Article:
Call to firms: Make giving part of DNA

More support from bosses needed to grow staff volunteerism: Minister

ONE in two employees polled is interested in taking part in company-organised volunteer activities, but only one in five said his employer held such activities in the past year.

“There is clearly a mismatch,” said Minister for Culture, Community and Youth Lawrence Wong yesterday, at a dialogue on corporate giving. He said employers’ support is key in encouraging working adults to volunteer and he called on companies to “make giving part of the DNA of corporate Singapore”.

The 2014 Employee Giving Survey, which is part of the biennial Individual Giving Survey by the National Volunteer and Philanthropy Centre (NVPC), also found that only one in three employees volunteers through his employer.

The survey of 968 employees found the top three factors that would spur them to volunteer are: having supportive colleagues and bosses, paid volunteer leave, and a choice of volunteer activities.

All three helped Ms Lee Woei Shiuan, executive director of governance at Standard Chartered, to volunteer through the bank for 13 years. She helps to organise activities such as outings with the elderly. “Among my colleagues, I know many want to give back to the community... Such activities give them a platform to volunteer, and doing it with colleagues also builds team bonding,” said the mother of two young children.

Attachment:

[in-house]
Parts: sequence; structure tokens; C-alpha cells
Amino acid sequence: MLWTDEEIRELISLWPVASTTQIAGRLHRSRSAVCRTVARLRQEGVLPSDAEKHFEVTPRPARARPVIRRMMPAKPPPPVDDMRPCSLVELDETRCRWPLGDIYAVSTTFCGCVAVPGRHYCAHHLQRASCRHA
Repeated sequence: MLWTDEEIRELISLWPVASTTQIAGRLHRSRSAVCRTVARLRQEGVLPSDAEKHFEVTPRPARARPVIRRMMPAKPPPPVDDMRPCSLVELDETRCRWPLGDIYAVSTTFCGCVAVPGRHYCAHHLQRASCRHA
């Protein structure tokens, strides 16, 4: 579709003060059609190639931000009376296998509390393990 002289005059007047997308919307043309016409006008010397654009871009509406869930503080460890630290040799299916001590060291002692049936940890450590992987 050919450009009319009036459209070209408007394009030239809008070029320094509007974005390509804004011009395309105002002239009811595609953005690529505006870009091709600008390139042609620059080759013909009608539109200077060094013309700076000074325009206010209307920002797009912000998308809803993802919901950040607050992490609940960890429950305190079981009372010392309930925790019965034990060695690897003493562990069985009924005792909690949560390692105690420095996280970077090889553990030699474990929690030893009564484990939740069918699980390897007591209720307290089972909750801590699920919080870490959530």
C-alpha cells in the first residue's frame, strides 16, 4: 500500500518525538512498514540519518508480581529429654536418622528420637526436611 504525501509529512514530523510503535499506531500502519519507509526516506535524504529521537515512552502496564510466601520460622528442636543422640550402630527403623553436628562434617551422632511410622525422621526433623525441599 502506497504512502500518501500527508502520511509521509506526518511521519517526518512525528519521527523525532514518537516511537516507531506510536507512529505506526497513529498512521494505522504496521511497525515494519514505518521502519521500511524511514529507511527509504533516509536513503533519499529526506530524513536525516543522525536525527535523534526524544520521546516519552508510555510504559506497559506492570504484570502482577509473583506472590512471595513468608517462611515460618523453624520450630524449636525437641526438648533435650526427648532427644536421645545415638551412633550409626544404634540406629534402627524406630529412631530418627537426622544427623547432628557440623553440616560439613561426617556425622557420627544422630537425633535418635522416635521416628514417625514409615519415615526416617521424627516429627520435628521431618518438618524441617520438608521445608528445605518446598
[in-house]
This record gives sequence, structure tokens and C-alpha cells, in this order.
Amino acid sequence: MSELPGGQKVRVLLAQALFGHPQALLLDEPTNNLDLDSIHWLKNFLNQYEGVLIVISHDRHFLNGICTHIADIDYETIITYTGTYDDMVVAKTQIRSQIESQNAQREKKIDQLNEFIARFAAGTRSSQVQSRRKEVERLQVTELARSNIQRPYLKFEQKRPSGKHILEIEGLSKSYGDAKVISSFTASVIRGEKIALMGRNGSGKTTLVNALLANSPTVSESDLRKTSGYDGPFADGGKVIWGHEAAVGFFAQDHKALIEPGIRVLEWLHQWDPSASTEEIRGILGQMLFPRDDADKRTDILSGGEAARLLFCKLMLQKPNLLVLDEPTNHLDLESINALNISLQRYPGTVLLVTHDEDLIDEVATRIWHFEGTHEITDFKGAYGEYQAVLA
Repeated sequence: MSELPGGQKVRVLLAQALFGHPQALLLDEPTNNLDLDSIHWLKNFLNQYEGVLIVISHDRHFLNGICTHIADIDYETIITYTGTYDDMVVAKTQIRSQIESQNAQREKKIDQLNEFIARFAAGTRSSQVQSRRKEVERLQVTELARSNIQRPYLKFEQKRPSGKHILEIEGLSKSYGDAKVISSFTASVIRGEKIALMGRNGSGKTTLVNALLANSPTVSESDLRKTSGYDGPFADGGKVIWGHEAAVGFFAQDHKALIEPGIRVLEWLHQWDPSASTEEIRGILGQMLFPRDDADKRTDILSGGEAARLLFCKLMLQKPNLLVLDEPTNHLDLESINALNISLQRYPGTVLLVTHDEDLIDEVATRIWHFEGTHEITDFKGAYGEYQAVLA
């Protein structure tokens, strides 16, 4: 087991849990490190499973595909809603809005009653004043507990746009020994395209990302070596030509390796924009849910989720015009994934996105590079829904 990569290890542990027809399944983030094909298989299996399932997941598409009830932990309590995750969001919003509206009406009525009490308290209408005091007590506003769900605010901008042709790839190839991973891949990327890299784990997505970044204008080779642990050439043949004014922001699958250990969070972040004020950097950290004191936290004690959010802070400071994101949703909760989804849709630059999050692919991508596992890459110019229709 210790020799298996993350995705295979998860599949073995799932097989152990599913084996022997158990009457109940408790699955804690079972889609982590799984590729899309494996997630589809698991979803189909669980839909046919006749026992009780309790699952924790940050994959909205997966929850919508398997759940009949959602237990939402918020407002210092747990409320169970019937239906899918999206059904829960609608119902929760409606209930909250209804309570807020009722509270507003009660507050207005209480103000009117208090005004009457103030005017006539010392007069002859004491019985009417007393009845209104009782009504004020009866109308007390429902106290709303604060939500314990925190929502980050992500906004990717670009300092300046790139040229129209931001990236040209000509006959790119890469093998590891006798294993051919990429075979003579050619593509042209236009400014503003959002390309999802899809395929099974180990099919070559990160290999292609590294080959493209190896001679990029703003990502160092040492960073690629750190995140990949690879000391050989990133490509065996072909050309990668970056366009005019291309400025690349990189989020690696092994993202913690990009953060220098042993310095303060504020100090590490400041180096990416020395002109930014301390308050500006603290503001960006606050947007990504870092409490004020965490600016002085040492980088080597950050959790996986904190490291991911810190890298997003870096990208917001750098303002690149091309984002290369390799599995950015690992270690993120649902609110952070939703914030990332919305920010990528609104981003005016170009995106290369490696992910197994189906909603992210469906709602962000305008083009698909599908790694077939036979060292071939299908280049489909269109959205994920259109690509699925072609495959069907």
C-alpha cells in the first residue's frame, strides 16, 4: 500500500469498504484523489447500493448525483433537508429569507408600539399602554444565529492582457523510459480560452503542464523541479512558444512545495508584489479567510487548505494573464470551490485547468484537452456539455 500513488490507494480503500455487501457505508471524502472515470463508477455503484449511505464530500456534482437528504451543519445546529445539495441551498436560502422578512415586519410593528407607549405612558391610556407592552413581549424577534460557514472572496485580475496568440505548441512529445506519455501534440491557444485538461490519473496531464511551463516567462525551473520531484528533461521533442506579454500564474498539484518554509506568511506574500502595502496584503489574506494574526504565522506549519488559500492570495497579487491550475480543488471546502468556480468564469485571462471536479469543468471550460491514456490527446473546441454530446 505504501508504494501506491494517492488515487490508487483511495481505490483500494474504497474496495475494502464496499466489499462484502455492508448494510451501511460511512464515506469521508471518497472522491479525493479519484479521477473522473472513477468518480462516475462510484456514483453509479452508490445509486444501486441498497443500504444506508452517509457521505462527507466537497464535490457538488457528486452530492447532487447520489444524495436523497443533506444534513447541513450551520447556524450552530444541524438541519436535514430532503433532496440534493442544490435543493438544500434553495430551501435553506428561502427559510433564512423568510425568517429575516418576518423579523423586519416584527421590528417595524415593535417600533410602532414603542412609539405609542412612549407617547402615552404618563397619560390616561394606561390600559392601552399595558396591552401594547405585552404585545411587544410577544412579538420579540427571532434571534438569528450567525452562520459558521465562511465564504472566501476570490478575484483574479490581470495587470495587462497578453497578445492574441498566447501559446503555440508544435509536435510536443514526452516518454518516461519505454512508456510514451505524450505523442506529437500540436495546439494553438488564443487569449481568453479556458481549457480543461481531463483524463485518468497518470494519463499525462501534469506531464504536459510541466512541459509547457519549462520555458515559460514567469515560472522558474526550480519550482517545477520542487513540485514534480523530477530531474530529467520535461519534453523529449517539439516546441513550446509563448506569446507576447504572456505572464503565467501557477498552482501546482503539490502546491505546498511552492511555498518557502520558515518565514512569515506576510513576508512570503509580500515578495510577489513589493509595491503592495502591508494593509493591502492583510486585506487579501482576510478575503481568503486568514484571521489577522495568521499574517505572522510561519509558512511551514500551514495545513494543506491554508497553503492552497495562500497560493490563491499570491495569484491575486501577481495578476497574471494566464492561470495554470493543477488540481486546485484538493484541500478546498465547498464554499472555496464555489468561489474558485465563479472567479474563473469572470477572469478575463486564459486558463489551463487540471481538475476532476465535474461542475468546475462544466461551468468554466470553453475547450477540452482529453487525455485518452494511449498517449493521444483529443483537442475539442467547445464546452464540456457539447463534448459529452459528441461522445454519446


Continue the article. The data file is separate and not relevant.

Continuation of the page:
Deloitte Singapore has an event at which staff – from the chairman to interns – volunteer so they can connect with one another, said Ms Seah Gek Choo, a talent partner at the audit firm.

In an earlier survey done in 2012, more people were interested in staff volunteerism (66 per cent) and more said their companies organised such activities (27 per cent), but a smaller proportion actually volunteered through their employers (25 per cent).

Mr Kevin Lee, director of knowledge at NVPC, said the rise in volunteerism was a good sign, and he did not see the drop in interest as a worrying trend.

Meanwhile, Mr Wong suggested that more companies engage in skills-based volunteerism. Staff from accounting firm KPMG, for instance, offer pro bono audit work for charities. Mr Tham Sai Choy, chairman of KPMG’s Asia-Pacific region, said: “Skills-based volunteering provides fulfilment for our staff, who see their skills being used in a different way.”

Yesterday, NVPC signed an agreement with Points of Light, an international non-profit organisation, to develop a national framework to guide corporate giving efforts. The Singapore Roadmap for Corporate Giving will, among other things, help companies better measure the impact of corporate social responsibility programmes.

goyshiyi@sph.com.sg